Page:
Homeschooling – educating your kids yourself at home, rather than sending them to either public or private school – is more widespread than you might think. According to Ray (2011), the number of children being educated in this way in the U.S. has increased in the last three decades; and by 2010 had reached over two million.
But is homeschooling a good thing, especially for the children, who have just the “one shot” at getting an education? Are their parents really helping them by teaching the kids themselves, or would the children obtain greater benefits from being part of the schools population? This essay discusses the advantages and disadvantages of homeschooling, which on balance suggest that for most kids, attending a conventional school is in their best interest.
There are numerous demonstrable advantages to children being educated in the home, not least the very high “teacher to student” ratio, which can actually be one-to-one if teaching just the one child. Of course taking on that task as a parent requires considerable commitment and self-discipline; you must be in it for the long term, and you have to be prepared to work at it, As a parent you will want to give the child/children the best education you can, which probably means working to a planned curriculum, even if that curriculum is not the same as those designed by the local Board of Education, for example. Also, before taking on that responsibility, you have to be honest with yourself; are you a good teacher? And that doesn’t necessarily mean you must have a university degree or a teaching qualification. There are many non-qualified people who are good teachers, just as there are qualified teachers who are not good at their job. Deciding to become a homeschool teacher should never be for any reason about your own benefit; it must always be about what’s best for the child/children. Unless you are absolutely confident that your teaching skills are up to the required level, think of your child’s future before you decide to teach him/her at home.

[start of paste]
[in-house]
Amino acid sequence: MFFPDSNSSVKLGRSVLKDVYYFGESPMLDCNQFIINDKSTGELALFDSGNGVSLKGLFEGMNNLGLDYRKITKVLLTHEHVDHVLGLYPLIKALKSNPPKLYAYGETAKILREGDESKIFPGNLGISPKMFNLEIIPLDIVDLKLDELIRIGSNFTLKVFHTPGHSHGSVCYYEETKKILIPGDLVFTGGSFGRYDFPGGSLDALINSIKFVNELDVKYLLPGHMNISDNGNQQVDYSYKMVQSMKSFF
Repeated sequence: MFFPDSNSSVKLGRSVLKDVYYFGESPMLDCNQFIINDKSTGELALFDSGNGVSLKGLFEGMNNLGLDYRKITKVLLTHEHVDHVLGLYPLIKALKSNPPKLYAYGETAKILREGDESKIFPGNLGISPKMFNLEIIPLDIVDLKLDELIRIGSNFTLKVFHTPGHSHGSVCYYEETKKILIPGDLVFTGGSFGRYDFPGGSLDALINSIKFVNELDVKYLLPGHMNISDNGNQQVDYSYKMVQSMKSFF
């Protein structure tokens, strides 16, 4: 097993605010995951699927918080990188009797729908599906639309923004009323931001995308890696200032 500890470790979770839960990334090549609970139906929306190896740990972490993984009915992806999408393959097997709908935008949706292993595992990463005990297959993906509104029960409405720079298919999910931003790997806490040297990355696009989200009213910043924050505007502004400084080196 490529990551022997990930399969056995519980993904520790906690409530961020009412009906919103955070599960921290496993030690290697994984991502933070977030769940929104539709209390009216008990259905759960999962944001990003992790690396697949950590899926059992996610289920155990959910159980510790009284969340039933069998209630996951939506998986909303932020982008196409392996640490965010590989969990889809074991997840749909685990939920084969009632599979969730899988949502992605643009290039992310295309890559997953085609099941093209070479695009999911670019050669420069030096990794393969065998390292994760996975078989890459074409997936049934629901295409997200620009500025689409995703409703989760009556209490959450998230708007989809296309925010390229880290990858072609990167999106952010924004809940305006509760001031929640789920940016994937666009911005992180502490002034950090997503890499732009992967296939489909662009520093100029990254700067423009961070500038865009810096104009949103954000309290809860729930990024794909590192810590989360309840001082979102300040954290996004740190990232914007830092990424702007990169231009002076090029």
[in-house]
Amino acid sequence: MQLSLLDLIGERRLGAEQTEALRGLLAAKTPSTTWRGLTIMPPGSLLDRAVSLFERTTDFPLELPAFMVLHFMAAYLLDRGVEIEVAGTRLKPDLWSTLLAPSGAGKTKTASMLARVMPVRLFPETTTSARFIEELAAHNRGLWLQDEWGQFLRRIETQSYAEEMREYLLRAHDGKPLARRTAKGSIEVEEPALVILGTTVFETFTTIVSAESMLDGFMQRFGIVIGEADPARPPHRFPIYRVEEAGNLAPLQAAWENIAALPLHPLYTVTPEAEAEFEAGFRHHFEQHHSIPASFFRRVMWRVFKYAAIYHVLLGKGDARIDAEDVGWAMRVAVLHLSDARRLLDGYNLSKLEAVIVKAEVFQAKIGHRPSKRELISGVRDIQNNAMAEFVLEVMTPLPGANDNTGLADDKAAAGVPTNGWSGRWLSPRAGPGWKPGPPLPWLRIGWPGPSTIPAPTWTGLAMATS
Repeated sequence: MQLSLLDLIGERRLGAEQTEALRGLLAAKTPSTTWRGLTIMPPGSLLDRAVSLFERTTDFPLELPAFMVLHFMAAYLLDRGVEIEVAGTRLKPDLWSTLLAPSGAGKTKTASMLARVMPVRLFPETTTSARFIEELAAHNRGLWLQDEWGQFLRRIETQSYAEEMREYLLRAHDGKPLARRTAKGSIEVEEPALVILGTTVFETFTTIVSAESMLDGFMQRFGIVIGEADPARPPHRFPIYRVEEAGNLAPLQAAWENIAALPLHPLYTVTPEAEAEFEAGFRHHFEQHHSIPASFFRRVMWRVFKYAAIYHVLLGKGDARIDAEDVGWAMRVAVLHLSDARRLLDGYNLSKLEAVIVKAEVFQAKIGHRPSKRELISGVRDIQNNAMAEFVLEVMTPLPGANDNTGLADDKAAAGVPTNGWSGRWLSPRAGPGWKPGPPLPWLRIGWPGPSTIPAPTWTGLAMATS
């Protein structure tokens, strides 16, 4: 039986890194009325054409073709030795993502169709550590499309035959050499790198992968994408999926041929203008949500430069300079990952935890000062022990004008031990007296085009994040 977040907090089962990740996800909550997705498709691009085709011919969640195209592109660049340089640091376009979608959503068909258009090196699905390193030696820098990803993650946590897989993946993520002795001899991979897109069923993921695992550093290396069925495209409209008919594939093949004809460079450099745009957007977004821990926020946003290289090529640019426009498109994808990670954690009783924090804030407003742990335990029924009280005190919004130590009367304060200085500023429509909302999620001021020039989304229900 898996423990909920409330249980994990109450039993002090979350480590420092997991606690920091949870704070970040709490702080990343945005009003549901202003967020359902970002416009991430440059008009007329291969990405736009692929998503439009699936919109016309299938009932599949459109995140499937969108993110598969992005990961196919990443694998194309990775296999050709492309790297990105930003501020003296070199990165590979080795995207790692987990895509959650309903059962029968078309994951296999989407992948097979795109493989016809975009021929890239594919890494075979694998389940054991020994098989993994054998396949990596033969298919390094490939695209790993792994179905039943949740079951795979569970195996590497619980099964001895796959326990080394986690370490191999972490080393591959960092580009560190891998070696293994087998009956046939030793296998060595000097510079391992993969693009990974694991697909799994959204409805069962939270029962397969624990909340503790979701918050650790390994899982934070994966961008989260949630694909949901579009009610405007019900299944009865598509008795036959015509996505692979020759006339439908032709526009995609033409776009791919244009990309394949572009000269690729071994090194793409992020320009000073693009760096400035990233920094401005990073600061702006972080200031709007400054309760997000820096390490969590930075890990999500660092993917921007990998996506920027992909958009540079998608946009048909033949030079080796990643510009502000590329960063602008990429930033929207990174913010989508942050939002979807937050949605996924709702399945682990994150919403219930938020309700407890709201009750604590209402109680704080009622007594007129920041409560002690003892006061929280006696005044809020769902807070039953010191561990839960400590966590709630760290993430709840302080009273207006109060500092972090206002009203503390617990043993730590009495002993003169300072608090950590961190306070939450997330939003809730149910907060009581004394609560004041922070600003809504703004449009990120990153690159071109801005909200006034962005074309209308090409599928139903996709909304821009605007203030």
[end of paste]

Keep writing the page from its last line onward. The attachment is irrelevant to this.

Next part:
Once you have decided to go ahead with homeschooling, what are the advantages, and do they outweigh the disadvantages? Arnall (Sep 2010) – co-founder of Attachment Parenting Canada – published “Advantages and Disadvantages of Home Schooling.” Amongst the advantages she cited were the high teacher-child ratio as mentioned above, being able to put family and child needs first, tailoring the curriculum to suit the child, adjusting the timing of topics to suit the child’s individual needs/abilities, and more. She also mentioned that some authorities will help with financial support for educational materials and equipment, and the advantage that with homeschooling the daily hours need not be fixed, and that children do not experience the peer pressure of competing with classmates in a schoolroom. However, this writer takes issue with the last two points. Schoolchildren who have to attend school at the same times Monday to Friday are learning about the real life routine that most adults have to learn to live with, also learning about timekeeping and punctuality that will serve them well in later life. As for competing with classmates, competition is an integral part of real life, and should be learned at an early age. For some years in the UK, schools adopted a “modern” non-competitive approach to school sports. During that era all sports were team sports, so that no individual winners would highlight that there were also “losers” who would allegedly suffer a loss of self-esteem. The proponents of that system seemed to have overlooked that in the “real” world sport is ALL about competition. For example, there’d be no Olympic Games Gold Medal winners without it.
Disadvantages include having to find out and comply with the government and local rules and regulations regarding homeschooling, including any specified curriculum you must follow – particularly so that your child/children can take and pass recognized exams to obtain the qualifications they need for college, etc. Also, as Arnall mentioned in her article, you will have to make room in your daily schedules to take the youngster to activities, incurring additional fuel costs. Speaking of costs, there is of course the major consideration that a family will be reduced to just the one income if one parent becomes a full time home teacher.